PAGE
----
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Wednesday, 6 August 1930


Senator E B JOHNSTON (Western Australia) . - I move -

That sub-paragra ph (iii), paragraphf (d), be left out with a view to insert in lieu thereof the following: -

(iii)   Any lease of any tenure whatsoever from the Commonwealth or a State of land to be used for pastoral, grazing, or cultivation purposes, which lease has been held by the taxpayer for a period of more than three years prior to its sale.

Apparently, the Government's intention is to exempt from taxation any lease, being a perpetual lease without revaluation, or a lease with a right of purchase. We may assume, therefore, that the Government wishes to give some relief to persons who hold perpetual leases from the Crown. As far as I know the number of perpetual leases without revaluation is infinitesimal. If it is the intention of the Government to exempt pastoral leases, the proviso in the bill does not- achieve that purpose, because in Western Australia, and, I understand, most of the other States also, there are practically no perpetual leases without re-valuation. In most instances the State has a right to re-value at certain stated periods. In Western Australia there are no rightofpurchase leases. There are, however, conditionalpurchase leases, under which the lessee pays instalments for a period of about 20 years, at the end of which period he obtains the freehold. It would be interesting to learn from the Minister where are the leases that are covered by the Government's proposal. Leases from the Crown of land used for agricultural, pastoral, or grazing purposes, should not be taxed if they have been held for a period of three years or more. In most of the States there are large areas of unoccupied waste Crown lands. People should be encouraged to take up these areas and improve them. Exemption from taxation might be one form of encouragement. Our aim should be to increase our export trade in primary products. To do this we should encourage the occupation of all land suitable for agricultural, pastoral or grazing purposes. I agree that safeguards should be included in our taxation legislation against speculators, so my amendment provides that the lease must be held by the owner for threeyears. This condition will be a guarantee of the bona fides of the lessee, who, in the first year of his lease, will bc obliged to incur certain expenditure for stocking the land. A large area in Western Australia, extending practically from a little north of Geraldton to near Wyndham and the gold-fields as well, is held under pastoral leases, which expire in 1948. These leases contain a Condition which gives the Crown the right to re-value at stated periods.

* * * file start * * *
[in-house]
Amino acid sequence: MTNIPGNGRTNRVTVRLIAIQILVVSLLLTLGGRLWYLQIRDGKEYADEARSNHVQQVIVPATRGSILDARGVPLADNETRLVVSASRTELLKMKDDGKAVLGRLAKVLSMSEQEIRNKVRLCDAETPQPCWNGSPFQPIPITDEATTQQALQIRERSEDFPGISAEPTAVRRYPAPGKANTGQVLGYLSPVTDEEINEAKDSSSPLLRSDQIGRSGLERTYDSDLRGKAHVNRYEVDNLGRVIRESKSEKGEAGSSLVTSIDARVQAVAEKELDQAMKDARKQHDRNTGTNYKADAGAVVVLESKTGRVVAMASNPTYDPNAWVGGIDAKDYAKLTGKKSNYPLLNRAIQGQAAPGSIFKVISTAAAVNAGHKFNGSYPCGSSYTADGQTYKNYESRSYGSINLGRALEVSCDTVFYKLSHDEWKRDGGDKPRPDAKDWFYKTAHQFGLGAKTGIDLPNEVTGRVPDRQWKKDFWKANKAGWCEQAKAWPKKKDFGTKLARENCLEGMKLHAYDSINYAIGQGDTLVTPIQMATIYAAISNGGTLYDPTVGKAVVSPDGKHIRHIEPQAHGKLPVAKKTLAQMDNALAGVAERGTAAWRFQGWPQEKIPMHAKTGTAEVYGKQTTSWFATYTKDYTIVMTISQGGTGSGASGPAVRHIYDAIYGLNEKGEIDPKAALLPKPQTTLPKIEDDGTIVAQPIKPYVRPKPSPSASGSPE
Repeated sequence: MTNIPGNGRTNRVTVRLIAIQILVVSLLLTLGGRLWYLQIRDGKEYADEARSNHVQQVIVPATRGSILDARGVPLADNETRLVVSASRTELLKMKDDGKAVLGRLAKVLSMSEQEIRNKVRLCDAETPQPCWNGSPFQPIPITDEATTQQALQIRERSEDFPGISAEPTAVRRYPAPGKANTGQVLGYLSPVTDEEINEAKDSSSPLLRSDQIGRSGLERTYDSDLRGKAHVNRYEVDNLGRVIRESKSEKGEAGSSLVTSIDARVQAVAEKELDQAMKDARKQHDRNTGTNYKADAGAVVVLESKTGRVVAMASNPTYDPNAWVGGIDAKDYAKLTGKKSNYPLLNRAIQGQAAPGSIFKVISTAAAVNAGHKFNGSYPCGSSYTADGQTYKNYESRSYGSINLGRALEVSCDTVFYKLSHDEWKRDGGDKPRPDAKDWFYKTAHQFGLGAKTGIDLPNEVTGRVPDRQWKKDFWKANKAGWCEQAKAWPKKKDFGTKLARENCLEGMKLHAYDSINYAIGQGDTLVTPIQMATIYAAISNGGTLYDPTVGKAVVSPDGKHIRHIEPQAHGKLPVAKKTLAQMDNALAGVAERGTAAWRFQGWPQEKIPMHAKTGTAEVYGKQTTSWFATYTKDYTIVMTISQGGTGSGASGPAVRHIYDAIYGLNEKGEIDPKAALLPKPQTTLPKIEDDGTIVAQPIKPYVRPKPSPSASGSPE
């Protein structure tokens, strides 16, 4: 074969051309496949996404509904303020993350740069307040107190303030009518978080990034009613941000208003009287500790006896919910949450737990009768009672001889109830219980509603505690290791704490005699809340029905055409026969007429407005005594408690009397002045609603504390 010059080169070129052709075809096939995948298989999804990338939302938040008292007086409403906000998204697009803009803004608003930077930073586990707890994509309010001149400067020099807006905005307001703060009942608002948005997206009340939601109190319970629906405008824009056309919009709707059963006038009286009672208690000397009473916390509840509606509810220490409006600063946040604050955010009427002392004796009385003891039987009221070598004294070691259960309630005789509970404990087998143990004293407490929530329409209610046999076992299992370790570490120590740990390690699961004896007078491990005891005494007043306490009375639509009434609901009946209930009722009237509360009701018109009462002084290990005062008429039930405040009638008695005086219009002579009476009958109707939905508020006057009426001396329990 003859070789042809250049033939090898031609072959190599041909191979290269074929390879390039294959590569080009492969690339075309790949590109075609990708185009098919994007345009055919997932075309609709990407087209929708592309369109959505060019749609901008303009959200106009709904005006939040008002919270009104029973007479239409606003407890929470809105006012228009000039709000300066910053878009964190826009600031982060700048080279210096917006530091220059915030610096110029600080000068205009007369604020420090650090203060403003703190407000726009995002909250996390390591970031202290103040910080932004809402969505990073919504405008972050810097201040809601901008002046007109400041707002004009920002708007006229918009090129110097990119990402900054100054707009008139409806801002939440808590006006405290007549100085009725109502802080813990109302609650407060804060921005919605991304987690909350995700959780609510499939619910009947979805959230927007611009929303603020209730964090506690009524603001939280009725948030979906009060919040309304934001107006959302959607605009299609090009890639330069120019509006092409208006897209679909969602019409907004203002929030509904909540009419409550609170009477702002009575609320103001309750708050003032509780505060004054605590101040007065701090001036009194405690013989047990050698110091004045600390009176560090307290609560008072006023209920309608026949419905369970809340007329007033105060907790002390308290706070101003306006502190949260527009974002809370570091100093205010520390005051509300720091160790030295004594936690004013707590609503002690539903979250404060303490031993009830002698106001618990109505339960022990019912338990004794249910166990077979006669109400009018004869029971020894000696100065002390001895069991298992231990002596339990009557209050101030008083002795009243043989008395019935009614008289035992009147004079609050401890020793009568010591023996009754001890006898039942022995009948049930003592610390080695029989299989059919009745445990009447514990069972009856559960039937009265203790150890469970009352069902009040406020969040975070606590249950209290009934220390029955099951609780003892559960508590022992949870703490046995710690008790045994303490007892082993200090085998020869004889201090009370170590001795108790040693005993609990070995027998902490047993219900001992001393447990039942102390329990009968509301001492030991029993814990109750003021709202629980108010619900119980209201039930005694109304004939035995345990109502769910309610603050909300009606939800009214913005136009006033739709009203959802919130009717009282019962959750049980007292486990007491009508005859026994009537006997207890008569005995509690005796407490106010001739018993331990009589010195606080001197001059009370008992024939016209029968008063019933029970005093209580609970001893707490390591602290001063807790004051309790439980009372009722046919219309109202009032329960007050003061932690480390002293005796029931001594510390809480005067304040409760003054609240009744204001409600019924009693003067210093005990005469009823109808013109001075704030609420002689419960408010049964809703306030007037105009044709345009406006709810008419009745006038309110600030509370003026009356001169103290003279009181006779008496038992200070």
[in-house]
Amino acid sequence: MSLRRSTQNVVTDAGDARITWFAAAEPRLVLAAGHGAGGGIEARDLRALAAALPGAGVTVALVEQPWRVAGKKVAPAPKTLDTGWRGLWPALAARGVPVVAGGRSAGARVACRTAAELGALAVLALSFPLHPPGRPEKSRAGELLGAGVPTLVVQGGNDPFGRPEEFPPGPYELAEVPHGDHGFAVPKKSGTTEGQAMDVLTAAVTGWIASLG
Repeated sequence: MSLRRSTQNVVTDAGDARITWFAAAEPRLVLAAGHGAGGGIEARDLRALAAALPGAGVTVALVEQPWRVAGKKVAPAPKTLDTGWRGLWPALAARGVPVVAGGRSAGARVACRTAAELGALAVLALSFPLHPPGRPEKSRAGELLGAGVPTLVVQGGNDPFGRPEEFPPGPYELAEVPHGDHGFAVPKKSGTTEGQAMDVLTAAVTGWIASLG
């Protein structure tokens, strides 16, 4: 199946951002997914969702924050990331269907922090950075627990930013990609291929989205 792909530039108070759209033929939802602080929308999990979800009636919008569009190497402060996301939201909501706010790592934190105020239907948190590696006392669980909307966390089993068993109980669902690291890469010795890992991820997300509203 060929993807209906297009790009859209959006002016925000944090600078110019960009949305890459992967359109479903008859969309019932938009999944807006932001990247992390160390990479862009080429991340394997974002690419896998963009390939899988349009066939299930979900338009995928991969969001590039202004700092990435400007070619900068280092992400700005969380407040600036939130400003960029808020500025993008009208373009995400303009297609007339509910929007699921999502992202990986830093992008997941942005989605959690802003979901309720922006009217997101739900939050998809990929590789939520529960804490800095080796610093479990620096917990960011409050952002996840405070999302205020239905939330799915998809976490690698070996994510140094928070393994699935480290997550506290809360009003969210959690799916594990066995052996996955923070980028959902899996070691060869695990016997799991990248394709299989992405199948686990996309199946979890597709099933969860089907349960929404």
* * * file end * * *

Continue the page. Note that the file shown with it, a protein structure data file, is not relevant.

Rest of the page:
Senator Rae - That country is held on very low rentals.


Senator E B JOHNSTON - The rental is from 10s. to 25s. per 1,000 acres. About three or four years ago the charge was considerably increased by the Pastoral Assessment Board.

Unfortunately, the prospects of the pastoral industry in Western Australia are not favorable. A few days ago it was reported in one of the Sydney newspapers that 60,000 sheep in one district would have to be destroyed owing to the shortage of feed and the high cost of transport to agistment areas. The posi tion of the industry is such that the holders of Crown leases will not be able to bear any fresh taxation burdens. I hope that the Minister will accept my amendment, which will give some relief to those engaged in the agricultural and pastoral industries.